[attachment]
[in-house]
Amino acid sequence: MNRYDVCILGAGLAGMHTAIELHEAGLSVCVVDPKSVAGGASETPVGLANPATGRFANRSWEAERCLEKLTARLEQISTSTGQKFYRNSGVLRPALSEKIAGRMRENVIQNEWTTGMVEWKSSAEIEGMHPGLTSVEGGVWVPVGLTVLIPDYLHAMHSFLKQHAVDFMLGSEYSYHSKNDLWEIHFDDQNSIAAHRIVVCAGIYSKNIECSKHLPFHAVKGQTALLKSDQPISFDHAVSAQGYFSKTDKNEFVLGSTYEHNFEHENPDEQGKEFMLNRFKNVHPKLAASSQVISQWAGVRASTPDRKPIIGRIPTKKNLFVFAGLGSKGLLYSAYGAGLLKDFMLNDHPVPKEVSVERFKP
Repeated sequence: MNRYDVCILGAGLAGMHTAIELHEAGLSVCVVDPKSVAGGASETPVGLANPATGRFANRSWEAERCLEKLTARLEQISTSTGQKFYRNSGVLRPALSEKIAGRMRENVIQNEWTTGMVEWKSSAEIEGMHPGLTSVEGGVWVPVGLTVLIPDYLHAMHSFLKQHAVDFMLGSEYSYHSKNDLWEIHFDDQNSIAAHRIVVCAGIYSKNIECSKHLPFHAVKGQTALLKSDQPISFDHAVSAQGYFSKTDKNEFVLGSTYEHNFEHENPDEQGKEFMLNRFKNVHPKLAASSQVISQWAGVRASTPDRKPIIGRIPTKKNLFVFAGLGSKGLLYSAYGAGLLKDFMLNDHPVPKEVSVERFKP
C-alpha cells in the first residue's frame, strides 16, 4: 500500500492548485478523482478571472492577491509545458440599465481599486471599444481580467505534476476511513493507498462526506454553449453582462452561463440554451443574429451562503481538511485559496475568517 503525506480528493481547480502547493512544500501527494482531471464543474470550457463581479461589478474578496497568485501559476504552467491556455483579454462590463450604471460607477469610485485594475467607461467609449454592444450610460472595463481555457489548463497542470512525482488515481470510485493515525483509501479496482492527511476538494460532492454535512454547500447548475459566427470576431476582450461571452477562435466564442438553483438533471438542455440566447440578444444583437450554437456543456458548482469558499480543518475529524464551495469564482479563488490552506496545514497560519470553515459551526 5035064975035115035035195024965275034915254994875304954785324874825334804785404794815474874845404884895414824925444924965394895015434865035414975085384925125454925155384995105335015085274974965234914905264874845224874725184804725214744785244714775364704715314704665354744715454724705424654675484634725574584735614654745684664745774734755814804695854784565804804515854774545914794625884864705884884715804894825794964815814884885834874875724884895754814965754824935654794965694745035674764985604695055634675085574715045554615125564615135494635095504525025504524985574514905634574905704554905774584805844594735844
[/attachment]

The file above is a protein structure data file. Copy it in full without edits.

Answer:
[in-house]
Amino acid sequence: MNRYDVCILGAGLAGMHTAIELHEAGLSVCVVDPKSVAGGASETPVGLANPATGRFANRSWEAERCLEKLTARLEQISTSTGQKFYRNSGVLRPALSEKIAGRMRENVIQNEWTTGMVEWKSSAEIEGMHPGLTSVEGGVWVPVGLTVLIPDYLHAMHSFLKQHAVDFMLGSEYSYHSKNDLWEIHFDDQNSIAAHRIVVCAGIYSKNIECSKHLPFHAVKGQTALLKSDQPISFDHAVSAQGYFSKTDKNEFVLGSTYEHNFEHENPDEQGKEFMLNRFKNVHPKLAASSQVISQWAGVRASTPDRKPIIGRIPTKKNLFVFAGLGSKGLLYSAYGAGLLKDFMLNDHPVPKEVSVERFKP
Repeated sequence: MNRYDVCILGAGLAGMHTAIELHEAGLSVCVVDPKSVAGGASETPVGLANPATGRFANRSWEAERCLEKLTARLEQISTSTGQKFYRNSGVLRPALSEKIAGRMRENVIQNEWTTGMVEWKSSAEIEGMHPGLTSVEGGVWVPVGLTVLIPDYLHAMHSFLKQHAVDFMLGSEYSYHSKNDLWEIHFDDQNSIAAHRIVVCAGIYSKNIECSKHLPFHAVKGQTALLKSDQPISFDHAVSAQGYFSKTDKNEFVLGSTYEHNFEHENPDEQGKEFMLNRFKNVHPKLAASSQVISQWAGVRASTPDRKPIIGRIPTKKNLFVFAGLGSKGLLYSAYGAGLLKDFMLNDHPVPKEVSVERFKP
C-alpha cells in the first residue's frame, strides 16, 4: 500500500492548485478523482478571472492577491509545458440599465481599486471599444481580467505534476476511513493507498462526506454553449453582462452561463440554451443574429451562503481538511485559496475568517 503525506480528493481547480502547493512544500501527494482531471464543474470550457463581479461589478474578496497568485501559476504552467491556455483579454462590463450604471460607477469610485485594475467607461467609449454592444450610460472595463481555457489548463497542470512525482488515481470510485493515525483509501479496482492527511476538494460532492454535512454547500447548475459566427470576431476582450461571452477562435466564442438553483438533471438542455440566447440578444444583437450554437456543456458548482469558499480543518475529524464551495469564482479563488490552506496545514497560519470553515459551526 5035064975035115035035195024965275034915254994875304954785324874825334804785404794815474874845404884895414824925444924965394895015434865035414975085384925125454925155384995105335015085274974965234914905264874845224874725184804725214744785244714775364704715314704665354744715454724705424654675484634725574584735614654745684664745774734755814804695854784565804804515854774545914794625884864705884884715804894825794964815814884885834874875724884895754814965754824935654794965694745035674764985604695055634675085574715045554615125564615135494635095504525025504524985574514905634574905704554905774584805844594735844